Plastics, silicon, everywhere

So this week I’ve been watching a mainland drama (“Rent a Girlfriend Home for New Years”… I know, such a chauvinistic title) after such a long run with pure Korean dramas and I realized something… I am constantly looking for signs of whether the leads have had plastic surgery.

While this phenomenon is uber common in the Korean entertainment business and netizens are constantly finding pictures of stars’ past and pointing out that they’ve gotten their eyes widen, noses straightened, and chins reduced, I never realized how much it’s affected my viewing experience until I started watching something non-Korean-popular- culture-related. For some reason, I’ve gotten used to the plastics in Seo Woo and the numerous other kdrama stars, and have started to expect that the female leads will have huge eyes, a beautifully straight nose, and a near v-shaped chin. I anticipate that they’ll look like dolls, and they do. (And just to clarify, I really like Seo Woo because I really think that girl can act.)

(Seo Woo)

But is that wrong?

Well, I’ve always been an advocate of the “If it’s your body and if it’ll make you happy, then go for it” philosophy. In particular, I feel like sometimes it’s almost necessary for some actresses to undergo the knife to reach stardom. Looks are what the business sell, and it’s unfortunate that this the reality. While society still values natural beauty over the cut and paste stuff, i.e. Korea’s love for Kim Tae Hee’s organic beauty, Korean dramas are now riddled with plastics.

(Kim Tae Hee… this photo has obviously been photoshopped) 

And I thought that it was fine, until I started thinking about what type of messages it is sending to its audience. What is real beauty? What is desired beauty? And what are the things that we must do to achieve it all? Experts in all societies have been battling these questions for years, and I do not want to turn this blog entry into an “attack the women objectifying media that sends us mixed messages” article. Obviously the entertainment business is entertainment, and we have to learn to take things from the media with a grain of salt.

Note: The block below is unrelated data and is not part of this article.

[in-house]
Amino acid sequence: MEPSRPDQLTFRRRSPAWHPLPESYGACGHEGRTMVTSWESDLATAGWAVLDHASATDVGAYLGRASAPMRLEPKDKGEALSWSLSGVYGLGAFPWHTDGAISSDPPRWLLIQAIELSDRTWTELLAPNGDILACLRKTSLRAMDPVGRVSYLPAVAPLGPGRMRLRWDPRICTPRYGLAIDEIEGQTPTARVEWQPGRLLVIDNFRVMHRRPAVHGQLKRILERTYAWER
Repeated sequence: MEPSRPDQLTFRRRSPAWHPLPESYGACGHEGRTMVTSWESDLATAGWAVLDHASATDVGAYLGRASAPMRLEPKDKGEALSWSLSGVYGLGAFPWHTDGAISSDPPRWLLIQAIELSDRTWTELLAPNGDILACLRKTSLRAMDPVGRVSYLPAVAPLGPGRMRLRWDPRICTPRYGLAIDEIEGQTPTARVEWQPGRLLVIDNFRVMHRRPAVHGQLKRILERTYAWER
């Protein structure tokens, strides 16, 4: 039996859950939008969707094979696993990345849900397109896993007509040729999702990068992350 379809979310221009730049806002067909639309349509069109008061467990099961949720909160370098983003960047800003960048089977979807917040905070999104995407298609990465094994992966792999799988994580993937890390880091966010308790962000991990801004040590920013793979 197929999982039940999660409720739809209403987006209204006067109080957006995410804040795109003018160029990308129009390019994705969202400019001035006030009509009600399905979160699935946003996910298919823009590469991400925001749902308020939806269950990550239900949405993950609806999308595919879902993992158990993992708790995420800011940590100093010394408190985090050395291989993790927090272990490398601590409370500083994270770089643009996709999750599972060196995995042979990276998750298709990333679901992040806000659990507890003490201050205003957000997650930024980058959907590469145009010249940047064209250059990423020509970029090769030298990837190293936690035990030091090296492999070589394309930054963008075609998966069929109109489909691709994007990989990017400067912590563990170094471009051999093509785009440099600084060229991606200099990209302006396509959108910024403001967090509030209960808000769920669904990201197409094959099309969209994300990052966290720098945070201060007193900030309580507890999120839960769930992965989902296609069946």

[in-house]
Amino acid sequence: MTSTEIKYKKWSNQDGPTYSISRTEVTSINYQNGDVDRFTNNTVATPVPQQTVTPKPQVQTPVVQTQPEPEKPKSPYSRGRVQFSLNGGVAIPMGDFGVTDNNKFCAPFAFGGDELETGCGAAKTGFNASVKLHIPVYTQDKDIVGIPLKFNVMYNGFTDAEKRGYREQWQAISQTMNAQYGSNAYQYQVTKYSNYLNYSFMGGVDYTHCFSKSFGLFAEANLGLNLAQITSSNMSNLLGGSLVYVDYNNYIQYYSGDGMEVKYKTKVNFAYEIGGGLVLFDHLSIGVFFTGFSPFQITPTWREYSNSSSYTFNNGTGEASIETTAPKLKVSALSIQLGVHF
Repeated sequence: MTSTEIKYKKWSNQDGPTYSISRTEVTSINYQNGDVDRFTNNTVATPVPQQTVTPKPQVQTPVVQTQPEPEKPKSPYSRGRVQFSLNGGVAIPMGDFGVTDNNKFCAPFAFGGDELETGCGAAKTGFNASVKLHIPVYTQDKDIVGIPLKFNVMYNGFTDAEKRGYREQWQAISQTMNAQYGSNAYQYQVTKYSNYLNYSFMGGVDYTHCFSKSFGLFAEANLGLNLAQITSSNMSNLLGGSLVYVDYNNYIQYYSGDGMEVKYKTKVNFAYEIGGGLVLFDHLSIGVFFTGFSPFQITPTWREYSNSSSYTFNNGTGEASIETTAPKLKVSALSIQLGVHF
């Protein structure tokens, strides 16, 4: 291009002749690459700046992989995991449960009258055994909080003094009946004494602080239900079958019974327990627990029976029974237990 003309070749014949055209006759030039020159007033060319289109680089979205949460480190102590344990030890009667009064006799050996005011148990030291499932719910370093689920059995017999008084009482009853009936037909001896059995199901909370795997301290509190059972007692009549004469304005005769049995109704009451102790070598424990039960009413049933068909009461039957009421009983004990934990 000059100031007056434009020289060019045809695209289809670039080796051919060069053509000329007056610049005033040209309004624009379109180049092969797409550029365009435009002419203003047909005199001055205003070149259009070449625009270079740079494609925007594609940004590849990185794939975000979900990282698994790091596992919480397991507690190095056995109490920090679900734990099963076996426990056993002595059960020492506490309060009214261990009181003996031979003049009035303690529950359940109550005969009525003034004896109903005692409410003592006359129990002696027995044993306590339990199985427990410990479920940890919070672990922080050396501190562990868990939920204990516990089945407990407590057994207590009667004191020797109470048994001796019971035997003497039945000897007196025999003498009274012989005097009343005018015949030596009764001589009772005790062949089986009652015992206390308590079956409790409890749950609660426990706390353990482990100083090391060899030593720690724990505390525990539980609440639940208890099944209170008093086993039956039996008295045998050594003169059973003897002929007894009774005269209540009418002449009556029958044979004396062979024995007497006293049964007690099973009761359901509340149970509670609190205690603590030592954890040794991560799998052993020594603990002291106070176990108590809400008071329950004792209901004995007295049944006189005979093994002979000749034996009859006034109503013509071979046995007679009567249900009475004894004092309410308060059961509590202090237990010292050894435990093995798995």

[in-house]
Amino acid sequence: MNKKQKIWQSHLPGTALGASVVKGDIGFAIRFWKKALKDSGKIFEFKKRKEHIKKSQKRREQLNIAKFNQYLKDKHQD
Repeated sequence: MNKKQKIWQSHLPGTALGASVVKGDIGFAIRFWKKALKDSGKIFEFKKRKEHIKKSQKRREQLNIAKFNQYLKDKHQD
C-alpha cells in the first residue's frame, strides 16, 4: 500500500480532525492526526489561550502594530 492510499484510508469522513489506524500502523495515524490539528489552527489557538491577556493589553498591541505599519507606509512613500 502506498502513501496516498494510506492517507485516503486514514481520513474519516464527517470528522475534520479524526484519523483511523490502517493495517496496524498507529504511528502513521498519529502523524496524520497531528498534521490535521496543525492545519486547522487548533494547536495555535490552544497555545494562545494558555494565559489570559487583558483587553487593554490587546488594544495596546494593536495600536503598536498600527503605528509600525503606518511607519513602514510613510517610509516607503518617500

But I think now it’s starting to get overboard. Seo Woo is really pretty, but she looks so much like a plastic doll that I oftentimes cannot stop staring at her face even though she’s doing a wonderful job portraying whatever character she’s portraying. (I’m like, woah, her surgeon did a wonderful job closing in her nose job… I wonder if I’ll learn that in residency, or like wow, I thought double eyelid surgery only creates a bi-fold in your lid skin, hers look widened, did he cut the corners of her eyes too…. etc) And the current kdrama I’m following (e.g. just reading recaps) “49 days” stares two constrasting leads:

Nam Guri

Lee Yo Won

In terms of features, Nam Guri is suppose to be prettier. Her eyes are bigger (like alien sized) and her fake boobs jiggle, but I think Lee Yo Won is just beautiful. She looks human, and I appreciate that. 

So, ethics and morals aside, I think plastics are becoming a distraction. If it doesn’t show up, I start to look for it. If it does show up, I’m distracted by it. I can’t seem to win. And as I was watching “Rent a Gf home for New Years,” I kept wondering if the lead had gotten her eyes done:

(Xue Jia Ning… can you believe she’s 32 years old? I can’t)

Gah… driving me nutz.

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2 thoughts on “Plastics, silicon, everywhere

  1. really… that is very true..!!! artists should be proud of their natural beauties!!!!!
    to lee yo won, i really like her as much as i like nam gyu ri..but nam gyu ri is for me is very beautiful that i found her boring to look at..!!! 🙂

  2. Lee Yo Won is the most beautiful Korean actress without her trying too hard. She’s effortlessly beautiful. Evn if Nam Gyu Ri and other plastics like her try hard with all the plastic surgeries and shit, they won’t be as beautiful as Lee Yo Won 🙂

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